Review: Aurium – The Second Sun

2020 marks, more or less, the 25th anniversary of the genre we know as gothic metal. Twentyfive years ago Theatre of Tragedy released their nameless debut and set up a recipe for an accessible kind of metal, heavily leaning on keyboards and the combination of male and female vocals. Dutch band Orphanage did the same, yet in a heavier setting, and of course The Gathering released their Mandylion to! In the years that followed loads of bands made, for a shorter or longer period of time, music in this style, making their own variations. Some heavier, some more symphonic, etcetera.
Why start with this introduction? For one, because it is a good thing to realise this style is there already for a quarter of a century (time flies!), but secondly, because is makes it hard for bands to do something that really stands out.

Aurium, a Servian band released their first album Still Life in 2015. It was an interesting mix of styles, starting with an almost Pink Floyd-isch introduction I have never heard in this style of music. Very nice and hypnotic. After a few songs the classic style of gothic metal came through. Followed by the EP The Silent Moon with solely orchestrated songs, of which some can be heard on this new album. Finally an orchestral sound that fully gives space to classical elements instead of overloading it with heavy guitars. Both albums promised a great new chapter within the genre, or maybe even a step into a completely different direction.

Then finally about the new album: The Second Sun can be seen as the most fitting album within the gothic metal scene. A solid album, that is, where the band shows they are very confident with their instruments and vocalist Dragica Maletić displays all registers of her varied vocal art. Style wise the album is more in balance, no huge style changes, only a few surprises, and of high quality. As a critic I was hoping for more creative takes on the gothic metal style, but basically that is the only thing that is missing a bit.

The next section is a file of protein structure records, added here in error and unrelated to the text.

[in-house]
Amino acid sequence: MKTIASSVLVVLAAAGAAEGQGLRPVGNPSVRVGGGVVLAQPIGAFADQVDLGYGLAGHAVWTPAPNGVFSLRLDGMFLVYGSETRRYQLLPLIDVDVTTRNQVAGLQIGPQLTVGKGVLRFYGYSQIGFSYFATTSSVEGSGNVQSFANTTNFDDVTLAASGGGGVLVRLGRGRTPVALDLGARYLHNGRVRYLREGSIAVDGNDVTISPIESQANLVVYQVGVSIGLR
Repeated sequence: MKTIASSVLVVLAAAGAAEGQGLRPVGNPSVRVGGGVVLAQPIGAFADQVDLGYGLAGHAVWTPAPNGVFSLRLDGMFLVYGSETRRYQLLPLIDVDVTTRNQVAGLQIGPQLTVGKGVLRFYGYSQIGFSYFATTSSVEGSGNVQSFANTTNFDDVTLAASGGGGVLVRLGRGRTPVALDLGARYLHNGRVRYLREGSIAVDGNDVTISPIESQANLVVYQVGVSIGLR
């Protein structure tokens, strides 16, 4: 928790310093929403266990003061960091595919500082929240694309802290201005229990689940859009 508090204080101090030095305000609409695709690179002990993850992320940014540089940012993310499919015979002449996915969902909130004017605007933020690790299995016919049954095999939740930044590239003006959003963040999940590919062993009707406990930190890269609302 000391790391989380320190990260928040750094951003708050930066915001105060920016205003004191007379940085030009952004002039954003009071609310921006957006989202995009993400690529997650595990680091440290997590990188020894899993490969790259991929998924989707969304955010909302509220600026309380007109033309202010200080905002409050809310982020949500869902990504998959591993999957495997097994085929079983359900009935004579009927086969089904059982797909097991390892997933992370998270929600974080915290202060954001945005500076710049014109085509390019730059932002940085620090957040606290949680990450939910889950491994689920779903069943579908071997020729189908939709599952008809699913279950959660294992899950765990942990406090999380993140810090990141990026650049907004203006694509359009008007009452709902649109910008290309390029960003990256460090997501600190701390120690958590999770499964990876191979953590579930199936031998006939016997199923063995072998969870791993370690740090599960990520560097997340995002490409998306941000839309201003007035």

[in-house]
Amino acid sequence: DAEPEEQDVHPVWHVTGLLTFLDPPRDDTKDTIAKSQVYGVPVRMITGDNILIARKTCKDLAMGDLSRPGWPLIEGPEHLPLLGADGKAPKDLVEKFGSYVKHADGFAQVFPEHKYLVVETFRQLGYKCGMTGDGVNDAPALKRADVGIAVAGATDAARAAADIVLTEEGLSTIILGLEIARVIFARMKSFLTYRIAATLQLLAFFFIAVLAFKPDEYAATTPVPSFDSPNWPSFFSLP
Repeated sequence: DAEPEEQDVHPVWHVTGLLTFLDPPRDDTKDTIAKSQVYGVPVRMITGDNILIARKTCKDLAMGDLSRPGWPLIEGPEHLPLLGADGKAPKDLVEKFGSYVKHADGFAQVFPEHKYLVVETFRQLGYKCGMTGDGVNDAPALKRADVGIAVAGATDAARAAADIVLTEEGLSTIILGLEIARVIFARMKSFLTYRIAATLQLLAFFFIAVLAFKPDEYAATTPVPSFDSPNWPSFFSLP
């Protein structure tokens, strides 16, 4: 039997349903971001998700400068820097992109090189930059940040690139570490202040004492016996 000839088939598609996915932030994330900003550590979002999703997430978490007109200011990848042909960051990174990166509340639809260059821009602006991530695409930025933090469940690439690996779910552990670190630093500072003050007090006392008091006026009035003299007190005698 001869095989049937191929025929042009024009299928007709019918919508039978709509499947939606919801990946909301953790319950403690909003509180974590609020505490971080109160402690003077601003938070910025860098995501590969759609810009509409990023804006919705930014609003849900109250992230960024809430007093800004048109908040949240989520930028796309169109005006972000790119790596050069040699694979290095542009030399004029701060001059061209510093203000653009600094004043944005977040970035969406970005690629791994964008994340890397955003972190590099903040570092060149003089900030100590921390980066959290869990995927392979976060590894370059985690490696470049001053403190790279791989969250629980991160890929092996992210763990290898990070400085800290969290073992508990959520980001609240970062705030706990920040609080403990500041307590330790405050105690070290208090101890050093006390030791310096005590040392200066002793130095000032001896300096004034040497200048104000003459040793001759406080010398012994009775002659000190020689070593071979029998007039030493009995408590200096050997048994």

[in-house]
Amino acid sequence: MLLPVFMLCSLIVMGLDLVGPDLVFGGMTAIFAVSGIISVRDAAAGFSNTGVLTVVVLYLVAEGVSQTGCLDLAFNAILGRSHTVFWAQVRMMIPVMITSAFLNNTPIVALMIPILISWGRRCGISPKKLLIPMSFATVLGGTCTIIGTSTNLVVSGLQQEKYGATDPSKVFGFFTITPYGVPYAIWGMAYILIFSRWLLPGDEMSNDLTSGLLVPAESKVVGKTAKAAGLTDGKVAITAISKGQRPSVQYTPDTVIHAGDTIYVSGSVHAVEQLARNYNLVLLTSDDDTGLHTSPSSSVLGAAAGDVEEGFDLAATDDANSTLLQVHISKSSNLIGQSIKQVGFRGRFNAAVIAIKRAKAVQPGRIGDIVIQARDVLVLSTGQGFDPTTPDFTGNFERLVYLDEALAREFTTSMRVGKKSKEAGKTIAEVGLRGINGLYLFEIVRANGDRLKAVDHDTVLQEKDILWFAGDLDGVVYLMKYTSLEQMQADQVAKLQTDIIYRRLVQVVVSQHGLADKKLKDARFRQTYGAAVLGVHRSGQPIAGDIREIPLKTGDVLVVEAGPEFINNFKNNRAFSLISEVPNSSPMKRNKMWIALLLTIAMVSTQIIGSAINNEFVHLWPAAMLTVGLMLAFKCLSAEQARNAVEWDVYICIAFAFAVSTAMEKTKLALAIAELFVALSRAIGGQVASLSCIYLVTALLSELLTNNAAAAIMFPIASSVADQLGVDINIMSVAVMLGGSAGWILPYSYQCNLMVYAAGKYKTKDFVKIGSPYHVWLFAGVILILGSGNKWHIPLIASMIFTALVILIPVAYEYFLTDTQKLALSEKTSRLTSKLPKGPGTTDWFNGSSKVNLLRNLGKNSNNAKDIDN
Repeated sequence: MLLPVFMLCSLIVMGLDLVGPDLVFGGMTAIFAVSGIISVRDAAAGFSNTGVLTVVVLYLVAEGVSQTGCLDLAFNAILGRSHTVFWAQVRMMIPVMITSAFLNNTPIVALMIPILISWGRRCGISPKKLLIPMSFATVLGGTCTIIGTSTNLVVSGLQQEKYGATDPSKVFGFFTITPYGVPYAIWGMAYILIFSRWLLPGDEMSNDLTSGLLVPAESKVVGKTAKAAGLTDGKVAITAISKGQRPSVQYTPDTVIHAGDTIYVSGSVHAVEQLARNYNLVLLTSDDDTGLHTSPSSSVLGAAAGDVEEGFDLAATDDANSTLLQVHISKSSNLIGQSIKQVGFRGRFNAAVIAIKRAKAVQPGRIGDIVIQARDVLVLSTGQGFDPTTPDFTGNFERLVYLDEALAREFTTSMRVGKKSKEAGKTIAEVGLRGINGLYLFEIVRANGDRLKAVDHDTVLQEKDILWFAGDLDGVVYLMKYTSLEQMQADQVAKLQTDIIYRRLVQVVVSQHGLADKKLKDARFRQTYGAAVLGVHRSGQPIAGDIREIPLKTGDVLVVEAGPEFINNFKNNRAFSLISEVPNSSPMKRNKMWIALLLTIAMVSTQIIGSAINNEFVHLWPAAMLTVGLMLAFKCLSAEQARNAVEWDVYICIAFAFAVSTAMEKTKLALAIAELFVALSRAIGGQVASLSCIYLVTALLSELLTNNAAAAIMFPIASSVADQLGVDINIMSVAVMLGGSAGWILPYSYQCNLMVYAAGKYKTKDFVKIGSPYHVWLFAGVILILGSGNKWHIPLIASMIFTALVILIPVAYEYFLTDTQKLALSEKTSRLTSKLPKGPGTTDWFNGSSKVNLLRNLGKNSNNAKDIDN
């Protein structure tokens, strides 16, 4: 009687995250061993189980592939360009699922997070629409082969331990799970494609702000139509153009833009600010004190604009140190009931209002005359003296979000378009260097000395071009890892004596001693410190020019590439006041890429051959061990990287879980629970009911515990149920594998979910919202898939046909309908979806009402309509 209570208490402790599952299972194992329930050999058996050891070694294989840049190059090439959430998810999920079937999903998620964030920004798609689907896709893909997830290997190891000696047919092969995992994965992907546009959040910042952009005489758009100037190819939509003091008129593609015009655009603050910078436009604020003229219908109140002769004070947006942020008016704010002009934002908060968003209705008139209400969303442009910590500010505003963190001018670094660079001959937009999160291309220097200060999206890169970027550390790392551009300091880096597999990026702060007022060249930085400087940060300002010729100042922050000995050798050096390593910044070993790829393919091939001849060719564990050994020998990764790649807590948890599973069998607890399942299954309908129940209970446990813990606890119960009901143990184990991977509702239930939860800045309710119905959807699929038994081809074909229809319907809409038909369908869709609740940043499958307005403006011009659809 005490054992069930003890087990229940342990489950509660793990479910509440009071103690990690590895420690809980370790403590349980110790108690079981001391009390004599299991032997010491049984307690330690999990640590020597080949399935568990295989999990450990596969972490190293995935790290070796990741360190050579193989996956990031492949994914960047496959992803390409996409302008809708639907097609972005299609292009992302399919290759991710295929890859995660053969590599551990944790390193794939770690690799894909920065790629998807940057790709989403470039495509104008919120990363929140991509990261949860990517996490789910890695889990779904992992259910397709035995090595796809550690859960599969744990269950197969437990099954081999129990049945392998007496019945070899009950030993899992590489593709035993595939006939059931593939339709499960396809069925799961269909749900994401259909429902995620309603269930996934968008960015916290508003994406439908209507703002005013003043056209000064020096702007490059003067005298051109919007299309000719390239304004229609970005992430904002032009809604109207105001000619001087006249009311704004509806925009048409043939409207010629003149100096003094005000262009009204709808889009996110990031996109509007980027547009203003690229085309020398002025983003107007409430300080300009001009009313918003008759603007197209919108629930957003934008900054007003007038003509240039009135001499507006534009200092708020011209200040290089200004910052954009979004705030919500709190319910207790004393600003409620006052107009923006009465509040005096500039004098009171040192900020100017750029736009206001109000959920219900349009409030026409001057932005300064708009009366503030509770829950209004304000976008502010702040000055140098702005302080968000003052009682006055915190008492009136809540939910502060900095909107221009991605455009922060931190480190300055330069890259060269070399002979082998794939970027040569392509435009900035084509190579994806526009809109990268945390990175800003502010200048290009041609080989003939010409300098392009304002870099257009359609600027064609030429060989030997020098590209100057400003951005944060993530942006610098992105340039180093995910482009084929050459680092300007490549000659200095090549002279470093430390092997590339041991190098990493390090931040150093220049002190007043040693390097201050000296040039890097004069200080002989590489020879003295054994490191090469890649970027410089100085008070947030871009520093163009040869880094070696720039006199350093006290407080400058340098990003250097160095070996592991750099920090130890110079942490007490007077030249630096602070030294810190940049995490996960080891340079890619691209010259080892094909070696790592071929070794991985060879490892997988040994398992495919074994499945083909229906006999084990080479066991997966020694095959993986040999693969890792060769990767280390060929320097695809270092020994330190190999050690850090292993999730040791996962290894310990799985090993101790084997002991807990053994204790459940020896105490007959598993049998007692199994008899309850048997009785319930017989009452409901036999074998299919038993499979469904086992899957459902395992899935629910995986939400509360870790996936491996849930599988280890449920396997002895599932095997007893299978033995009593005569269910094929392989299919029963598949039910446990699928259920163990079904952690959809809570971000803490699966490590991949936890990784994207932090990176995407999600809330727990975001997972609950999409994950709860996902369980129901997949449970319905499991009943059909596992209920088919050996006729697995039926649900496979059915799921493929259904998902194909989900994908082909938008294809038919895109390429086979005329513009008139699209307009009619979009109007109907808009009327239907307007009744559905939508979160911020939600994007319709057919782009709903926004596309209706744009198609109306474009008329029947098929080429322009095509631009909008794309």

Nine songs stay within the four minutes, making clear that the band does not need to spin things out in order to get their message across. Phasianidae is the only exception, taking almost nine minutes to make a song that listens away nicely. The spoken word part has a heavy Servian accent in the English. On the one hand normal, without English as first language, but it would sound better if they would have hired someone for it, the accent is more distracting than meaningful.
Nodus Tollens strongly reminds of Nightwish, partly because of the song structure and style, partly because Dragica’s operatic voice strongly resembles Tarja’s voice at times.
Highlights on the album: The first three songs; Asylum, Leaden Skies and Curtain’s Fall are great songs. Timekeeper is one of those gems, only three minutes long, catchy, good guitar and bass and interesting marriage between instrumental rhythm and the way the vocals go. Reminiscence is more easy going and would work well on repeat for a couple of hours. The Silent Wake is the second surprise, an interesting combination of rock with heavy symphonic elements. A very radio friendly chorus, although at the end they add a bit too much keyboard beats, making it a bit slovenly.

But then… The bonus track! Again fairly Nightwish like, but the outcome is altogether a very, very fine song. Hopefully it will be featured on the normal album too, because it is the icing on the cake. The album would not be the same without it, for Dragica’s voice has the best stage here.

Basically, the biggest questionmark I am left with is: why on earth is this band so unknown?

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